Michael Addis performed as a drummer 20 years ago in Playground Slap, a top original San Diego band of their day (they reunited a few months ago, sans Addis).
More recently, the former SDSU film student (who never graduated) directed the feature documentary Heckler. In it, Addis follows comedian Jamie Kennedy on a stand-up tour as he elaborates on the surge in heckling in recent years, discussing the topic with Bill Maher, David Cross, Dave Attell, Patton Oswalt, Mike Ditka, Rob Zombie, George Lucas, and Carrot Top, among others.
"I remember being more of a heckler than a hecklee," recalls Addis of his SD musician days. "Our band was partially defined by what we hated. We were motivated by the bands in San Diego we deemed crappy (and we did heckle those bands frequently). In that respect, we were the kind of heckler/critics that I speak highly of in my documentary: those who don't get caught in the rut of criticizing without creating; those who are constructive in that they want art to improve and are angry when it falls below high standards."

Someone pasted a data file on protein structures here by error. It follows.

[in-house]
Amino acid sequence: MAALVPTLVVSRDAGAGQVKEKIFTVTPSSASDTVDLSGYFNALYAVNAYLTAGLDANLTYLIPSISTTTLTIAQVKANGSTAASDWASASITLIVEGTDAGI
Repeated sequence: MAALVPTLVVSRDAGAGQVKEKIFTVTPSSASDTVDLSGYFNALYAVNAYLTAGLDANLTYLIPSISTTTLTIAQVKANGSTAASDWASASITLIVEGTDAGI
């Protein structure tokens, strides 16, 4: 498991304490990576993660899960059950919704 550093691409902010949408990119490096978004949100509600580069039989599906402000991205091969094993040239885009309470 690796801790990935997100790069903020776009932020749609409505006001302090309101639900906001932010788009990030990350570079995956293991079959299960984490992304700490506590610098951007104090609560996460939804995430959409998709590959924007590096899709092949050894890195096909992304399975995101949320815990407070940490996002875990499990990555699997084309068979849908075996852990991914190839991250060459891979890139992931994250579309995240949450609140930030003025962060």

In the film, Jewel, who has long been sharp-tongued in retorts to hecklers and press jibes, offers her perspective on heckling. Addis knew her from her early SD days when she was thick with his friend and her quasi-mentor Steve Poltz.
"I've always liked her and was friends with her back in the day. She's a good and confident woman, and every time we got together, I was struck by how you really couldn't ask for a better role model for girls....
"She says some very funny, interesting things in our movie.... And speaking of which, the dumb criticism people have of her teeth is what made me want to put her in the movie. The fact that the press has focused on the lack of straightness in her choppers is a perfect example of why the fourth estate is in such bad shape nowadays -- go after Jewel's teeth. It's a lot easier than doing actual journalism."